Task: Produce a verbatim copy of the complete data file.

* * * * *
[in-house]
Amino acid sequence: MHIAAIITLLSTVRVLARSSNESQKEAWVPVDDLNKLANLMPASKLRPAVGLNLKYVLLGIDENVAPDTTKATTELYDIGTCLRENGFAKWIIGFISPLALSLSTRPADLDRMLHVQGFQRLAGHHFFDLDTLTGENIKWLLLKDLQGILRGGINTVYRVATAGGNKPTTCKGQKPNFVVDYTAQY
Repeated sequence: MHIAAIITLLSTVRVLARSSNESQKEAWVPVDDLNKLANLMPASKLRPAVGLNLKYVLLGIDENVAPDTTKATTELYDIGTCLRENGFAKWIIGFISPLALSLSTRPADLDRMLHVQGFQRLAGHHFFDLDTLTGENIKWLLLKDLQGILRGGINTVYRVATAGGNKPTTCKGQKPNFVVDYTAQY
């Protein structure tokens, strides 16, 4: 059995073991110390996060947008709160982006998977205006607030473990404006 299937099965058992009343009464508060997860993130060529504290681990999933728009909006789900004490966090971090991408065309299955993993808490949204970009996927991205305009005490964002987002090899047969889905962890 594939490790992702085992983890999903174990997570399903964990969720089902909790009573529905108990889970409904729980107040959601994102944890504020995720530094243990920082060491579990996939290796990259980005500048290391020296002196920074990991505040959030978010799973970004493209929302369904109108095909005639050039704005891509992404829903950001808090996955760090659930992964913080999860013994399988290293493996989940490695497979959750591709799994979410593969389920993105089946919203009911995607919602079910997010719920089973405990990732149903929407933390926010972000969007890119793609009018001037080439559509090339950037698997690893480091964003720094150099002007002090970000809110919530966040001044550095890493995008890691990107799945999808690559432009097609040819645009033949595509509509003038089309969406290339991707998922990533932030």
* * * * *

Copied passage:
[in-house]
Amino acid sequence: MHIAAIITLLSTVRVLARSSNESQKEAWVPVDDLNKLANLMPASKLRPAVGLNLKYVLLGIDENVAPDTTKATTELYDIGTCLRENGFAKWIIGFISPLALSLSTRPADLDRMLHVQGFQRLAGHHFFDLDTLTGENIKWLLLKDLQGILRGGINTVYRVATAGGNKPTTCKGQKPNFVVDYTAQY
Repeated sequence: MHIAAIITLLSTVRVLARSSNESQKEAWVPVDDLNKLANLMPASKLRPAVGLNLKYVLLGIDENVAPDTTKATTELYDIGTCLRENGFAKWIIGFISPLALSLSTRPADLDRMLHVQGFQRLAGHHFFDLDTLTGENIKWLLLKDLQGILRGGINTVYRVATAGGNKPTTCKGQKPNFVVDYTAQY
């Protein structure tokens, strides 16, 4: 059995073991110390996060947008709160982006998977205006607030473990404006 299937099965058992009343009464508060997860993130060529504290681990999933728009909006789900004490966090971090991408065309299955993993808490949204970009996927991205305009005490964002987002090899047969889905962890 594939490790992702085992983890999903174990997570399903964990969720089902909790009573529905108990889970409904729980107040959601994102944890504020995720530094243990920082060491579990996939290796990259980005500048290391020296002196920074990991505040959030978010799973970004493209929302369904109108095909005639050039704005891509992404829903950001808090996955760090659930992964913080999860013994399988290293493996989940490695497979959750591709799994979410593969389920993105089946919203009911995607919602079910997010719920089973405990990732149903929407933390926010972000969007890119793609009018001037080439559509090339950037698997690893480091964003720094150099002007002090970000809110919530966040001044550095890493995008890691990107799945999808690559432009097609040819645009033949595509509509003038089309969406290339991707998922990533932030």